The income gap between the wealthy and the poor might be one of the results of this crisis, says a report by the WSJ. Sounds nice, doesn’t it? But it is less so when you hear it is at the expense of the rich. Currently, the top 1% of American families has about 23.5% share of overall income. But economists believe this just might fall down to some 15% to 19% by next year.
Over the past 30 years, chief executives, Wall Street bankers and traders, law-firm partners and such amassed ever-greater incomes, while the incomes of factory workers, teachers, office managers and others in the middle grew much more slowly. In 2007, the top 1% of U.S. families accounted for 23.5% of all personal income in the U.S., according to economists Emmanuel Saez of the University of California at Berkeley and Thomas Piketty of the Paris School of Economics. That was a level not seen since the Roaring Twenties.
The top 1%’s share appears to be falling fast. Mr. Saez and other economists expect income going to the top 1% of taxpayers — currently, those with about $400,000 a year — will drop to somewhere between 15% and 19% of all income by 2010. That still would leave income distribution more top-heavy in the U.S. than in many other countries.
That share has narrowed following the recessions of 1991 and 2001. But it became wider again once recovery was in full-swing. However, if the predictions of the drop in wealth shares were to happen and persist, its effects just do not look good: less taxes, less spending on luxury goods, and less contributions to charitable organizations just to mention some. Among those three, the first is the most troublesome given the huge need for the government to eventually balance its budget. Then you have proposals to increase taxation in order to accomplish that and fund the health care program that is mostly likely to be controlled by and in lieu of the wishes of the Democrats.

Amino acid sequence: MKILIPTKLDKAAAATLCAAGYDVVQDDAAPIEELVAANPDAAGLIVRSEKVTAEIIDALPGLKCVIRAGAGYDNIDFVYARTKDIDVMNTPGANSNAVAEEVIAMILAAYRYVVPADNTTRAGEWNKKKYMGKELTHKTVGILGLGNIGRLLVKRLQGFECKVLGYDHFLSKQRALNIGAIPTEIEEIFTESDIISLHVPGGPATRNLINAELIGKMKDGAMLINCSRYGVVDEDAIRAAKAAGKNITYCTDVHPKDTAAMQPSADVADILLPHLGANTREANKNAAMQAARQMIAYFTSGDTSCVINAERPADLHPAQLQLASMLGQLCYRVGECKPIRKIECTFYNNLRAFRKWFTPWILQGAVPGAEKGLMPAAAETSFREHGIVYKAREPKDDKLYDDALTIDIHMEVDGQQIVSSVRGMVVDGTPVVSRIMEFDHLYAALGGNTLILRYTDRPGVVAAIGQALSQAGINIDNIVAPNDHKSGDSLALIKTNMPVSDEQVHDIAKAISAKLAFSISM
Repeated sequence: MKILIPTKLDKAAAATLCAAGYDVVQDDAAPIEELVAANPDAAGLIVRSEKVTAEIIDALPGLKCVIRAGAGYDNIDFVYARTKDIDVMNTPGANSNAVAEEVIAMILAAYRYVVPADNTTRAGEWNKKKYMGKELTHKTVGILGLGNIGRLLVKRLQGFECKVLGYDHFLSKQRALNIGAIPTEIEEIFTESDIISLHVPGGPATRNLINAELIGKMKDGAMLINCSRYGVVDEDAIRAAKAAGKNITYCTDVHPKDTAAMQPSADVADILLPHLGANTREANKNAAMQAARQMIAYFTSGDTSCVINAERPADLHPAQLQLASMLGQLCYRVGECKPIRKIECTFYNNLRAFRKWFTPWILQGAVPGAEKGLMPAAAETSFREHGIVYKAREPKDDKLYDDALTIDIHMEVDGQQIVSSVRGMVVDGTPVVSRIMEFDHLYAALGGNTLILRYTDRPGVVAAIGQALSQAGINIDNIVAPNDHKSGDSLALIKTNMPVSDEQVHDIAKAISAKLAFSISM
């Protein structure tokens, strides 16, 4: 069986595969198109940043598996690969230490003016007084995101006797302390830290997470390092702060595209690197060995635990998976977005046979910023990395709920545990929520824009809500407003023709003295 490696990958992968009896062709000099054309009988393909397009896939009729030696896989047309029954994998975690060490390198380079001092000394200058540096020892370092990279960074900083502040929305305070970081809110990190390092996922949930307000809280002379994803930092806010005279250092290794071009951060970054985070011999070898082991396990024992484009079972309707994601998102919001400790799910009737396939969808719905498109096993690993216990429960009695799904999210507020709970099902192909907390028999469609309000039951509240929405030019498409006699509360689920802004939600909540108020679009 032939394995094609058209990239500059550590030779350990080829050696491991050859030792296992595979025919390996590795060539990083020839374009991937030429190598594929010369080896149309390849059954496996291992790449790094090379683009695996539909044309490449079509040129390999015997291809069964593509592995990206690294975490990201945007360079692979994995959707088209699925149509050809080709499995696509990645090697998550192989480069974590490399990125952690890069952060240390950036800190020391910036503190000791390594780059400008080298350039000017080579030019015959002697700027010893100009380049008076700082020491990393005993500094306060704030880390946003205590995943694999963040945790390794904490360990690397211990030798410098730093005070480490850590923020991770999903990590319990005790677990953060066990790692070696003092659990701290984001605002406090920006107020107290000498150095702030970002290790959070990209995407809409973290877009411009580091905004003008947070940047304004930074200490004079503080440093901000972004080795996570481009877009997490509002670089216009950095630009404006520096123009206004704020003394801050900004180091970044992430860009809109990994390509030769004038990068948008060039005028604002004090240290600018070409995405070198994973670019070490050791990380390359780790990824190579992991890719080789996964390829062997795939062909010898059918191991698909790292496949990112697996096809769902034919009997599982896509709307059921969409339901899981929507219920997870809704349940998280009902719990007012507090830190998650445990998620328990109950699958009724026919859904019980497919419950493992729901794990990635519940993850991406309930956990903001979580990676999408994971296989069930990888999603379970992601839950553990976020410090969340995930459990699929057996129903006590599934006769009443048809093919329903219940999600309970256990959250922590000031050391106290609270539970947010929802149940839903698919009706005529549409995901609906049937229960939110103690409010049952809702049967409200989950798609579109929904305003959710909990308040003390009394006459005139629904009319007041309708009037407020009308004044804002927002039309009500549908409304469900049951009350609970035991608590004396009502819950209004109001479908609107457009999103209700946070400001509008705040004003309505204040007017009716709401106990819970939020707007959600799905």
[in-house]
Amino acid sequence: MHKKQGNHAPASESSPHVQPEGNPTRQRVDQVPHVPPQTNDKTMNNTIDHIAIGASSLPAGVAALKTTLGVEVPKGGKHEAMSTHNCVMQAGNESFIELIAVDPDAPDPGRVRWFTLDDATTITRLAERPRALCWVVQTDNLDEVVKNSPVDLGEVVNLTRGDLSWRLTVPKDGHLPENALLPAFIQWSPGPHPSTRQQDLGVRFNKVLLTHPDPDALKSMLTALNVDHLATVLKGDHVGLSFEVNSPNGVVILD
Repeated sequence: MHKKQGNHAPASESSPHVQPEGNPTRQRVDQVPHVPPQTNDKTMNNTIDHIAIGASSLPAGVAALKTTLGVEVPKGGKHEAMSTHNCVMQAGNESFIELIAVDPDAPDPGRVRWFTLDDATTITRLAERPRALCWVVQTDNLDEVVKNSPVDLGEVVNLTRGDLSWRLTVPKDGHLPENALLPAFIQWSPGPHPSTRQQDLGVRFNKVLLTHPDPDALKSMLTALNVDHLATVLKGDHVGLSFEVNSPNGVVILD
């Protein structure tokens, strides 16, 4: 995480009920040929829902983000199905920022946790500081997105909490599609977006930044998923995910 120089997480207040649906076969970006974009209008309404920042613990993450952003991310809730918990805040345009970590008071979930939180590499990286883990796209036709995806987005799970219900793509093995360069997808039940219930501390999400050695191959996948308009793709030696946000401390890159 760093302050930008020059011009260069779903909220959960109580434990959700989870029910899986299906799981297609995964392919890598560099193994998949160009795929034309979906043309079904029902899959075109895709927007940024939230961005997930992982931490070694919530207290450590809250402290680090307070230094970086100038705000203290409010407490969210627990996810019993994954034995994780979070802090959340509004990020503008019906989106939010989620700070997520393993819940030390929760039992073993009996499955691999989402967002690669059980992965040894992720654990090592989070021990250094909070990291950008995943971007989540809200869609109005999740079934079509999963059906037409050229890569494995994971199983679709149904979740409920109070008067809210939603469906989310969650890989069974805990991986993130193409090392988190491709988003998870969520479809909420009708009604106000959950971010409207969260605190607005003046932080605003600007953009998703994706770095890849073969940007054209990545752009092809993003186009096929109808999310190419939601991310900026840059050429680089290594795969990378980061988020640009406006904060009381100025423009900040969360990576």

No matter how you look at the declining share of the wealthy’s income in the overall income pie, it is only worthy of celebration if the improvement comes from the bottom – when the poor become less poorer. So if anything, balancing budget and improving the income gap need not be focused on higher taxation but instead be shifted towards improving the lives of those at the bottom.